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Novel Conductive Composite Breaks the Mould

  • Wednesday, 21st July 2004
  • Reading time: about 2 minutes

Bac2 Electrode Materials has exploited the unique conducting properties of a novel polymer system to develop ElectroPhen, a low cost, mouldable, conductive composite material.

Composite conductive carbon materials used in industrial electrochemical processes such as water treatment, metal recovery and fuel cells, are generally regarded to be expensive to produce as high temperature carbonisation and graphitisation stages are necessary to transform polymer compositions into conductive carbon electrodes.

Conductive polymer composites that can be fabricated rapidly by means of injection moulding or compression moulding without the need for high temperature post treatment would be a major advance in fuel cell economics and in low cost electrochemical water treatment, according to Bac2.

Most polymers are electrically insulating, and so high loadings of conductive fillers have to be incorporated to achieve adequate electrical conductivity. This generally results in poor mechanical properties.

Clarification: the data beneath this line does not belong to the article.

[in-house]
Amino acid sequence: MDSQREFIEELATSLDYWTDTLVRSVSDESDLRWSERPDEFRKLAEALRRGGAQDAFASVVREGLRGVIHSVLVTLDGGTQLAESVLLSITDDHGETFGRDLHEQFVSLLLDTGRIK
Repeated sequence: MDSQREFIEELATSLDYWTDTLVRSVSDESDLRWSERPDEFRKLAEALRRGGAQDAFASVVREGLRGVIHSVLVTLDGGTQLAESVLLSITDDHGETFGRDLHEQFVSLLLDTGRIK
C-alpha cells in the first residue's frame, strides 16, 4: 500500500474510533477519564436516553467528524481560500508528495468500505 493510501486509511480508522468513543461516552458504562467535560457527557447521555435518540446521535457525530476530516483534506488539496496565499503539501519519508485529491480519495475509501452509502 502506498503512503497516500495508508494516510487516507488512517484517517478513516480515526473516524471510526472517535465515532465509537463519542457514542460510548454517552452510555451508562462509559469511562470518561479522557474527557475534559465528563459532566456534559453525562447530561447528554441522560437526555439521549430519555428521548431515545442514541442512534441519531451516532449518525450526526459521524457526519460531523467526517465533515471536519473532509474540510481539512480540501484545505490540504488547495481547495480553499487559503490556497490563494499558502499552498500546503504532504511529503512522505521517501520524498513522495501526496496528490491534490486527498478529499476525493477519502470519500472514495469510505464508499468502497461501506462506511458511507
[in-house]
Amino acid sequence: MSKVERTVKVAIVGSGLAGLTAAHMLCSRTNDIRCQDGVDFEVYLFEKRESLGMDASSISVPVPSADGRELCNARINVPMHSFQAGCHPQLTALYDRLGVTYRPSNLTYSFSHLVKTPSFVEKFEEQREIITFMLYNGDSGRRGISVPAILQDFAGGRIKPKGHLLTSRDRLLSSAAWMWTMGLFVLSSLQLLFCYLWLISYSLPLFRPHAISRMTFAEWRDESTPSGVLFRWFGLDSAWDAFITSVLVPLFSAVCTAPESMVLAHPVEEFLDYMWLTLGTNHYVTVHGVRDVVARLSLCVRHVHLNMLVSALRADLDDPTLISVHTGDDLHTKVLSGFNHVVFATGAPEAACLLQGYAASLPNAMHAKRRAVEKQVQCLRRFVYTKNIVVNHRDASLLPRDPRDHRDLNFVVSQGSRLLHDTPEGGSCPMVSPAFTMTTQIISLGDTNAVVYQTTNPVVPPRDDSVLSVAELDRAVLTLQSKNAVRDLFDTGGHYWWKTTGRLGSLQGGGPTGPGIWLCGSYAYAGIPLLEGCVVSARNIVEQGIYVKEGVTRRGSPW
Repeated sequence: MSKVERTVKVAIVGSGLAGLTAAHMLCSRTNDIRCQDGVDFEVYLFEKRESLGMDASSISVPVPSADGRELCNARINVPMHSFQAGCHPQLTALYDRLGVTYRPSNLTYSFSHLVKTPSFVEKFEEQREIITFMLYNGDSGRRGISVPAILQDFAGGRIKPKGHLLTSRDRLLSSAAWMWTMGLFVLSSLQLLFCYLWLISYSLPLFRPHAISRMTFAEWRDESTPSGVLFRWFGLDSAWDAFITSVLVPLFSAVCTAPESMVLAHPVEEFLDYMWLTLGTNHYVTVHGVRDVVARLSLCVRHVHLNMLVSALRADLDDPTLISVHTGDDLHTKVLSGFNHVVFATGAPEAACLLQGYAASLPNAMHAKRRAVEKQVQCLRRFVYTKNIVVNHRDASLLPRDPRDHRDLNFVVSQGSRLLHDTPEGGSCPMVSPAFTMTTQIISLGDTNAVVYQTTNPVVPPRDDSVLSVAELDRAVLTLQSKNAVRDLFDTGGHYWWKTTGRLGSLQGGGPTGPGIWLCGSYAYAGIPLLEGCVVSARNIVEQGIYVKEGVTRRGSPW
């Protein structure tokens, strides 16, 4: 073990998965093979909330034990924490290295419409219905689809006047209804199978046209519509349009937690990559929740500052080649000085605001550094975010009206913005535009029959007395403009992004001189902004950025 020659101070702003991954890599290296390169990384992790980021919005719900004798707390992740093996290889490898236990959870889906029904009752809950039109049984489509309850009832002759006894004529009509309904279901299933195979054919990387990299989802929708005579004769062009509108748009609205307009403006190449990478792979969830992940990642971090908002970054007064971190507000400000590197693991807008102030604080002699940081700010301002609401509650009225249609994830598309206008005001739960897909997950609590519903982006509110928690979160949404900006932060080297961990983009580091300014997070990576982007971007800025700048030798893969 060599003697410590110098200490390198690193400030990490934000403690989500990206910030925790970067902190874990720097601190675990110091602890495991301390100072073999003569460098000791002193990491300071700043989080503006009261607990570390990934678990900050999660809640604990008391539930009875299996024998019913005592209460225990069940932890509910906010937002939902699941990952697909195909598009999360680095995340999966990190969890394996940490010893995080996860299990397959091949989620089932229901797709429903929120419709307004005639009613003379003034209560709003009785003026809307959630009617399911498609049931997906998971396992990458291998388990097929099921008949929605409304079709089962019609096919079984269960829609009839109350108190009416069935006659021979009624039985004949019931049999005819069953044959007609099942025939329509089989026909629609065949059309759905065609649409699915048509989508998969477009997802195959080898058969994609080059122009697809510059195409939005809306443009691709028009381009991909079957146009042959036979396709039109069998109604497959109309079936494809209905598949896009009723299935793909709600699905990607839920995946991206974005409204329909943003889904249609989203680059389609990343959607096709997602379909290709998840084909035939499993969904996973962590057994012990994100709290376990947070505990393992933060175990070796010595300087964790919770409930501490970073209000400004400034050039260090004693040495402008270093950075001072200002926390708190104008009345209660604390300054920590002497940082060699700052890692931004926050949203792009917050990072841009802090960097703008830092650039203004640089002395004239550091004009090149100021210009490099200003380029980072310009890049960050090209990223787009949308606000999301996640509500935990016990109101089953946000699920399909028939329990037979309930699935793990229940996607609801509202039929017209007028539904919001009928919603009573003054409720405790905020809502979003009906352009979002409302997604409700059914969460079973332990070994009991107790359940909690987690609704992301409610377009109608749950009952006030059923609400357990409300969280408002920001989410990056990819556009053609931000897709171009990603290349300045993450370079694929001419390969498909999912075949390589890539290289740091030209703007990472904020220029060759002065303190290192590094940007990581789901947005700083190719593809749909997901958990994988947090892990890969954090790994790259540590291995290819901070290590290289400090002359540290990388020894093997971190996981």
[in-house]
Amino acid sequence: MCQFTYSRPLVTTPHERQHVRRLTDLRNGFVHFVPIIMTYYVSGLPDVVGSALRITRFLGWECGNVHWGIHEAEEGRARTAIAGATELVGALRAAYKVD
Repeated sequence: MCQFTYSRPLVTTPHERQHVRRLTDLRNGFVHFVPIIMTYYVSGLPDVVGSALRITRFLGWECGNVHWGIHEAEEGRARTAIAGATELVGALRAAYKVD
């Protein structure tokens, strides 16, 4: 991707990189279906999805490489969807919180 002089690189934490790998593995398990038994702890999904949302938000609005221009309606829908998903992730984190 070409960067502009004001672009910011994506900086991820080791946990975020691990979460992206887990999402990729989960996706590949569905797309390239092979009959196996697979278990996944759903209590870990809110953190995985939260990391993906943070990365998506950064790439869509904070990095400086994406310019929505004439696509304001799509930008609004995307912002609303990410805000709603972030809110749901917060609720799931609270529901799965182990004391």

ElectroPhen is unique in that it produces conductive salts in-situ during the polymerisation reaction, and so is more conductive than other plastics.

During the Smart funded study at Portsmouth University, ElectroPhen was used to form shaped polymer composite electrodes in a low-cost room-temperature process. A prototype electrochemical cell was manufactured using ElectroPhen moulded electrode plates.

The prototype cell was used to electrochemically remove dissolved metal from a waste stream.

Metal recovery from effluent by electrochemical deposition is an alternative to conventional techniques to remove metal ions such as chemical precipitation and ion exchange. ElectroPhen was also used to generate hypochlorite electrochemically from salt water.

As hypochlorite is a universal disinfectant this leads to the possibility to manufacture low cost water disinfection systems. There is potential for a low cost water disinfection system for operations where microbiological problems exist and resources are not available to install expensive chlorination plants or to handle chemicals.

Examples are drinking water in developing countries, cooling waters and air conditioning systems (eg legionella).

Bac2 won 2nd prize at Innovention 2004 for the ElectroPhen development, and the company is now seeking to license ElectroPhen to companies in need of low-cost mouldable, conductive materials.

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